A year ago around this time, Roger Federer was hobnobbing with the well-to-do in Arizona for the NFL’s championship game, the Super Bowl. This year, Roger Federer is playing in tennis’s very own version of the Super Bowl as he bids for a fourth Australian Open title and a share of arguably this sport’s ultimate prize, Pete Sampras’s 14 career Grand Slam victories.
To tie Pete, though, Federer will have to navigate past his friend and nemesis Rafael Nadal in what is simply the best rivalry in tennis, and one of the best in all of sports.
After two week of intense, draining competition, what a great way to end the first Grand Slam of the 2009 season. Could anyone ask for more? Well, for me in an Eastern U.S. time zone a noon Melbourne start would be far more welcomed than a 7:30pm, which translates to 3:30am my time. But at least it’s a Sunday morning!
And if you did rise early for the Serena Williams demolition of Dinara Safina yesterday (I did not), I have a feeling that this latest Federer-Nadal chapter won’t leave you disappointed again despite the lofty standards of this clash.
Of course we remember their epic last meeting on the lawns of Wimbledon in July won by Rafa in what many consider to be the greatest match ever. And their battles, albeit somewhat lopsided ones, at the French Open, but now we finally get to see the two best tennis players in the world go at it in a Slam on what people say is a neutral surface, a hardcourt.
As for the outcome, I’m sticking with my original pick at the start of the tournament and taking Federer to win this one in four sets. There’s just too much at stake for the Swiss to lose here with equaling Sampras, regaining an edge over Nadal and narrowing the gap on No. 1. Fed’s never lost a hardcourt Slam final and he’s been in full flight since that two-set hiccup against Tomas Berdych.
Rafa’s been excellent as well, but I think just having reached the final the way he did may have quenched his thirst in Melbourne. Maybe some of the edge is gone. Then again maybe he’s ready to vanquish Federer once and for all and fully take over the circuit. He owns clay, he owns grass and now possibly hardcourt? Scary, but he’s that close to doing it.
Head-to-head Nadal leads 12-6 including the last four and it’s no surprise as the Spaniard’s game really matches up very favorably with the Roger on just about any surface. But we’ve heard from the ESPN commentators this week that the balls in Melbourne are not bouncing as high as in the past and that Rafa’s flattened out his forehand a little more. If true, those are both positives for Fed. The lower the bounce the better Fed’s backhand.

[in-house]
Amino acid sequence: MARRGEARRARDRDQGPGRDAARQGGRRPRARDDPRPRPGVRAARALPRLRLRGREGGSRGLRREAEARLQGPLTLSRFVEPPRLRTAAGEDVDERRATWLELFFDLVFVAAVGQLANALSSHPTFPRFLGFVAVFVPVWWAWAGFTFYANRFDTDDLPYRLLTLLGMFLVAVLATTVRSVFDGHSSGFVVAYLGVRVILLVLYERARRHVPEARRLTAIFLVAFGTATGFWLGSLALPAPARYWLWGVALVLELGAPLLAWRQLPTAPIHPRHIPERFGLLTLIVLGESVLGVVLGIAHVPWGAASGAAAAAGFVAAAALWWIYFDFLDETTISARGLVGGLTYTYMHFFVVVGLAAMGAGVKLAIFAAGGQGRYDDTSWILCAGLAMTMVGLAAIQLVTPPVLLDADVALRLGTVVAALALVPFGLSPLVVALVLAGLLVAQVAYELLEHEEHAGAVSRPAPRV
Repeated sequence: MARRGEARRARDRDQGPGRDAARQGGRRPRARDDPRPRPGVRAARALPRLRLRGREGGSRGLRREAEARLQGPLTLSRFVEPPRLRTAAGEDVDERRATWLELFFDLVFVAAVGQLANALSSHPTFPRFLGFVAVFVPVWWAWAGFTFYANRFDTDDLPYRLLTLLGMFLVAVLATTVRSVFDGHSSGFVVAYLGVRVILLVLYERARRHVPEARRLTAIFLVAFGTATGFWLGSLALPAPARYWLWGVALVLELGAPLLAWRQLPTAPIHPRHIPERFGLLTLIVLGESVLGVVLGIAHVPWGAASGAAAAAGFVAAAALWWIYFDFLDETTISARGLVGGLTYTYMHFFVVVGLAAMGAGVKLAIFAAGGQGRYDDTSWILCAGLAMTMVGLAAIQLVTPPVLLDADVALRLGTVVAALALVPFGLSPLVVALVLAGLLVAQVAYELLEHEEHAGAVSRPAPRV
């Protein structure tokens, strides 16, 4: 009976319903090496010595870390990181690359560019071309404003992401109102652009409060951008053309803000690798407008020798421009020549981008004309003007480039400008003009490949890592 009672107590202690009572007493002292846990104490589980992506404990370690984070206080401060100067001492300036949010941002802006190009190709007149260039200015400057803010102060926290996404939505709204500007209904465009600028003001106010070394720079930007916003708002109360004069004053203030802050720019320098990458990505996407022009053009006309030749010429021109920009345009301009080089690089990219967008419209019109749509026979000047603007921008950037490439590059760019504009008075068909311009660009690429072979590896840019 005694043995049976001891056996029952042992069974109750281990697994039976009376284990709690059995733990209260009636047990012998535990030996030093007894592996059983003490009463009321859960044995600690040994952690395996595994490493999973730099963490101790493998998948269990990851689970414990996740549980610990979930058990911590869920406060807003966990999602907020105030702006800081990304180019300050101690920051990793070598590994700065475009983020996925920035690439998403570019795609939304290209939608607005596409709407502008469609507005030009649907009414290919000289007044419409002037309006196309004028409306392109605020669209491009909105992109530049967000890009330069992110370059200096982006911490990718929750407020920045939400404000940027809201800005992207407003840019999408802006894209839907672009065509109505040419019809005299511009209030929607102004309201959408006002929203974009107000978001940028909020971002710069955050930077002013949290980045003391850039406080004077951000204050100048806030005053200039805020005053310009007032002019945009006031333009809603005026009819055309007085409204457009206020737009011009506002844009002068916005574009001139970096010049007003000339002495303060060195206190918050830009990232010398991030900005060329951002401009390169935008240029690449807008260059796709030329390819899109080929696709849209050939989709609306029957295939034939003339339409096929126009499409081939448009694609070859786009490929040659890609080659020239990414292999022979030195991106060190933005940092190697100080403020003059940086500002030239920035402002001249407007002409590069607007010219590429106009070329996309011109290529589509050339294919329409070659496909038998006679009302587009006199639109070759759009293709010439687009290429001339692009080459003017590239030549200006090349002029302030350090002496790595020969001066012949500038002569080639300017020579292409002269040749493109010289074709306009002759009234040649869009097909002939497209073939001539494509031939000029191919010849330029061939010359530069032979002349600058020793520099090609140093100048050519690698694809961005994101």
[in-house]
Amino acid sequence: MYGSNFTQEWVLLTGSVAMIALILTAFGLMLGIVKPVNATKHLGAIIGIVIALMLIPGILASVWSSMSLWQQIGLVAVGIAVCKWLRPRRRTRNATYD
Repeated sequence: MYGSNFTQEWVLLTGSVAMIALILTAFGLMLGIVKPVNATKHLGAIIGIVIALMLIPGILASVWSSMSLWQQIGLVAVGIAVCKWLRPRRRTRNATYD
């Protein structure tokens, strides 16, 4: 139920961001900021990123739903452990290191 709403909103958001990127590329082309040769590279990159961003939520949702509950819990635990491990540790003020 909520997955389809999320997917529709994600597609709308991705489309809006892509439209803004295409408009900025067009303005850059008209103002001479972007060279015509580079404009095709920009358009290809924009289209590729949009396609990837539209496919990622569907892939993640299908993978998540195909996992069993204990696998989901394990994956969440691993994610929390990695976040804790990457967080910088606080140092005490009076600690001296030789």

Federer has also been serving exceptionally well and if continues to hold with ease that will allow him to be that much more aggressive and more attacking on Rafa’s serve. And that’s how he’ll beat Rafa today. Going after him. Therefore I think Fed’s serve will be the key today.
If Federer’s serve falter he’s not going to win.
Leading up to the match a lot has been made about the tournament scheduling, but I don’t think it’s a big concern in this final. Critics argue both semifinals should have been played on the same day, and because they were not, Federer’s extra day off – he played Thursday night while Nadal Friday – benefits the Swiss.
Well, I don’t think it helps Federer’s recovery any because he absolutely breezed by Andy Roddick in his semifinal, so my guess is he would have been fully recovered within 24 hours anyway had he played Friday. Nadal played a marathon 5-hour, 14-minute grinding slugfest Friday so the day off Saturday will aid in his recovery, but he might still be a bit sluggish and low on fuel after the Verdasco match. That said, had Nadal played Thursday and Fed Friday, Nadal may have benefited from the extra day but I don’t think it’s any different for Roger.
Yes, the scheduling in Slams is screwy but as they say, it is what it is. And I seem to recall many years ago Stefan Edberg outlasting Michael Chang in a 5-hour plus affair in the US Open semifinals. The Swede then came back the very next day and beat Sampras for the title. Impressive, yes.
And if there’s one guy who can shake off the affects of physical match like the one he had against Verdasco, it’s Nadal.
Regardless of the outcome of the final it will be a historic match. We know what’s on the line for Roger but for Rafa if he can win this title he’ll have won Slams on three different surfaces and we’ll begin to hear the chatter again of a possible calendar Slam.
Guess we’ll find out in a few hours. The alarm clock is set…
Also Check Out:
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Milos Raonic Visits Historic City of Sintra [Video]
No Roddick, But Federer-Nadal Rivalry Looks to Resume at Monte Carlo
Rafael Nadal: “I Was Crying in the Locker Room” After Australian Open Loss [Video]